Although their plan was to order a bamboo-kit house or have a contractor build a simple “kitschy island hut” at a nearby construction site, they spotted a sign for an architect—coincidentally with San Francisco’s 415 telephone area code—and decided to call when they got back to the mainland. On the other end of the line they found Craig Steely, an architect who had recently completed a home for a client across the street from the kipuka site. He was in the midst of building his own house there, and he had designed a third house in the same subdivision for another set of clients from Chicago. With the Lavaflow houses (1, 2, and 3, respectively), Steely was executing something of a miniature Hawaiian Case Study program—discovering not only how to navigate the execution of a modern home in remote Puna but also how to design for the extremes of the region’s climate—and Kurokawa and Fishman were soon onboard for Lavaflow 4. “We realized that it would be more expensive to work with an architect, but we also realized that we wanted something tailored for this spot,” recalls Fishman. “We wanted to see what an architect’s vision of a plywood screen house would be.”
Steely executed a series of plans that took advantage of the topography and flora of the kipuka, but they proved to be out of Fishman and Kurokawa’s price range. Ultimately, the architect found inspiration and liberation in paring down the home’s design. “In a way, the more you have, the more liability you have, and the more difficult it is to really experience Hawaii,” he says. “Part of the learning curve of working there is finding out what you don’t need. It’s reducing materials, reducing expectations, and being pleased at what that brings out. It’s like glorified camping.”
Kurokawa and Fishman, for their part, were willing to follow the architect’s vision, even when locals thought building a house with an entire wall of screen was risky. As Kurokawa remembers, “The neighbors would come by and say, ‘The first time you get a Kona storm it’s going to flood this place.’ But the trees save us.” By siting the house in the sheltering eaves of two huge monkeypod trees, Steely was able to utilize floor-to-ceiling screens rather than windows throughout the living area—a move that not only scratched thousands from the budget but transformed the very notion of shelter. “Rather than compromising the design to build a house that responds to every weather permutation 100 percent of the time, Lavaflow 4 responds to the prevalent weather patterns,” Steely explains. “This idea became a theme throughout the design—designing the building for the everyday experience, not some hypothetical use.”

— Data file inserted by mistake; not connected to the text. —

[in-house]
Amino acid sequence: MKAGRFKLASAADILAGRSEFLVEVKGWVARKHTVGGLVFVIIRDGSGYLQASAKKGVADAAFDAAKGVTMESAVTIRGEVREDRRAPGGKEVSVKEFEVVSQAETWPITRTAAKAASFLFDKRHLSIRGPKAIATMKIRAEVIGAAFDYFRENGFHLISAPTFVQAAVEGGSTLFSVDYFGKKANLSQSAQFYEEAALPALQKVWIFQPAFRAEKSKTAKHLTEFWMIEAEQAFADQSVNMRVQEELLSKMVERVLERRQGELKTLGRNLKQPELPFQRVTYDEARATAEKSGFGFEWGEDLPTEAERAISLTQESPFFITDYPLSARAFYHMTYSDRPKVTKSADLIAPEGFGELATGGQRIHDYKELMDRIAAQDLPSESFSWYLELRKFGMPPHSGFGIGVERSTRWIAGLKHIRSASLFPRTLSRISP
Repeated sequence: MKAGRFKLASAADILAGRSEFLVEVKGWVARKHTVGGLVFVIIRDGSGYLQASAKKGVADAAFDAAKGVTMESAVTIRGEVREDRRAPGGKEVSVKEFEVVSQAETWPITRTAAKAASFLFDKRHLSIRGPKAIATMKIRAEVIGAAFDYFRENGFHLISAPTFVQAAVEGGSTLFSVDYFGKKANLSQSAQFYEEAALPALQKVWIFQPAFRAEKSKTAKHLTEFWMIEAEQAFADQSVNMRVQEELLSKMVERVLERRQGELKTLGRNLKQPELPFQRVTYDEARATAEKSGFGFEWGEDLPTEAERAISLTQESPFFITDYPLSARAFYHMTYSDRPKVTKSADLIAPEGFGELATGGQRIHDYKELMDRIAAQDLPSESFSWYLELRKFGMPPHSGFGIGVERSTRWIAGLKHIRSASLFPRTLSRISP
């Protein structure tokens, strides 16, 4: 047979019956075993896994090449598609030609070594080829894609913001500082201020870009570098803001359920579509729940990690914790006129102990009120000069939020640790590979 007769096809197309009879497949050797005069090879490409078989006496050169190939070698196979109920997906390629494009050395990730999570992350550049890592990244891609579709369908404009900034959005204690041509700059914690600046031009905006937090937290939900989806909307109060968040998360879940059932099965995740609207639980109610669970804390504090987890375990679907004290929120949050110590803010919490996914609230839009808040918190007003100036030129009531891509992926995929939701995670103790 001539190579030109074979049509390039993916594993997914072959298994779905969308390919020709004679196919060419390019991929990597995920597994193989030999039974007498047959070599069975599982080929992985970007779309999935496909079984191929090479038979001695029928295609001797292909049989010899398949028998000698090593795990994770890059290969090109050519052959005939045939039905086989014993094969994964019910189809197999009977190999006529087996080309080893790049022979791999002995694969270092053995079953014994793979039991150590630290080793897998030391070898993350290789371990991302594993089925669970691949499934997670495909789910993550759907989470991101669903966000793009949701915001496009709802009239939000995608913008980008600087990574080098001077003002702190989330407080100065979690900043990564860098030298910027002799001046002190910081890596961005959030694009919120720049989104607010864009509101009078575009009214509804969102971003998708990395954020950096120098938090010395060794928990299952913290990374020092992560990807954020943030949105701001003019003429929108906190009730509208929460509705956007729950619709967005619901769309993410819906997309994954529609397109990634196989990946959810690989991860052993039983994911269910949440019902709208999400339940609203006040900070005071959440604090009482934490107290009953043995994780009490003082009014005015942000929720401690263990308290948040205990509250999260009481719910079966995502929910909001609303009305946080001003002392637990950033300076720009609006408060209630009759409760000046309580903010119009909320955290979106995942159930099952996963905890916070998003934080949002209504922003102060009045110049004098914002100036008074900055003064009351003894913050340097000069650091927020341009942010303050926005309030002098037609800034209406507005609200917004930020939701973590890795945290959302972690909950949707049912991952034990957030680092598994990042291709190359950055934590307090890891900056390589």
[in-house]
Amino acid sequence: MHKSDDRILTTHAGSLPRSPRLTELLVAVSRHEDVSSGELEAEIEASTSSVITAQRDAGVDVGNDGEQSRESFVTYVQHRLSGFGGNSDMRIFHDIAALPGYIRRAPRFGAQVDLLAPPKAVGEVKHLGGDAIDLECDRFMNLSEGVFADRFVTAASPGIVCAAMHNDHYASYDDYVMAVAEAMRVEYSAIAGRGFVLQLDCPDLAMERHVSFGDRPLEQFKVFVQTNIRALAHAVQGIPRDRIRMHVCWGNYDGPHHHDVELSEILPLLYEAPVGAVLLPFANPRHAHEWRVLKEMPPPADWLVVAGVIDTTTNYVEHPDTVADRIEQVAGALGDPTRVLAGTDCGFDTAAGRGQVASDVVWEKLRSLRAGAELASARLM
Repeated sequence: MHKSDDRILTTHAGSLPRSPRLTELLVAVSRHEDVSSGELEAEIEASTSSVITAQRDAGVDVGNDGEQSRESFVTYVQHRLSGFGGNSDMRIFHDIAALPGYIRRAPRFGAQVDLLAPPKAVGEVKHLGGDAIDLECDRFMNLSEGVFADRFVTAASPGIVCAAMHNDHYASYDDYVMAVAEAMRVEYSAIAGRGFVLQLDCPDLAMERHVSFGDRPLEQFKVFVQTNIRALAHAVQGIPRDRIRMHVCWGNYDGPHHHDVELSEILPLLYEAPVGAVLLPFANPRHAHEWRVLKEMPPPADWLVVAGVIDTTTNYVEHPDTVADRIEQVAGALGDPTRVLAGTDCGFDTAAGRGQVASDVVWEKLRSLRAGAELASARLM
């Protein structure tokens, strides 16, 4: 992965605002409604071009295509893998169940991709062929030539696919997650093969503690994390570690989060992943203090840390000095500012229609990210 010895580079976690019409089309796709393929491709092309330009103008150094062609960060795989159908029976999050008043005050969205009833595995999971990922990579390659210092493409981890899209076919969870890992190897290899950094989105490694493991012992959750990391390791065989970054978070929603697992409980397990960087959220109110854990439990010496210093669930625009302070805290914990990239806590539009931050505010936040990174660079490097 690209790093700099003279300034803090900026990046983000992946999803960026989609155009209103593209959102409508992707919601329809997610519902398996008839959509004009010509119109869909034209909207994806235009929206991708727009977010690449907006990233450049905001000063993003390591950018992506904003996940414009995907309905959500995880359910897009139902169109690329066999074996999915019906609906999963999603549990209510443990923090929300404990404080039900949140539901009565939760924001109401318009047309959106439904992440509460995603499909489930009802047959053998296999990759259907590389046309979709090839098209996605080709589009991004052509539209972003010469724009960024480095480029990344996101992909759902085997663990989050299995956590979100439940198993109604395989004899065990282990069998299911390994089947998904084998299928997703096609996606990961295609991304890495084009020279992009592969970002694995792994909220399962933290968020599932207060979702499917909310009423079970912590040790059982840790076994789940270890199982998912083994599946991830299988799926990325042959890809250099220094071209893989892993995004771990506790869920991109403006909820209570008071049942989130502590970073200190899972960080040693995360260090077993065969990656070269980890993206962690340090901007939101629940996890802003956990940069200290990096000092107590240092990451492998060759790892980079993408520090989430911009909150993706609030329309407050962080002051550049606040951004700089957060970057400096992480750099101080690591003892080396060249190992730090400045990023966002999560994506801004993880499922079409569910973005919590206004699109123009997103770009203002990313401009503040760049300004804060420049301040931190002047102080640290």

Though houses more often than not serve to create a barrier between their inhabitants and the natural world (both its perils and pleasures), Lavaflow 4 encourages interaction and appreciation. Whether tracking the birdcalls as they transform throughout the day, listening to the rain beat down (and fill up the home’s 10,000-gallon tank), feeling the breeze, or taking in the changing colors of the jungle, nature is omnipresent here. For Kurokawa and Fishman it’s the perfect counterpoint to the bustle of city life. Kurokawa says, “I live here, but I work in San Francisco.”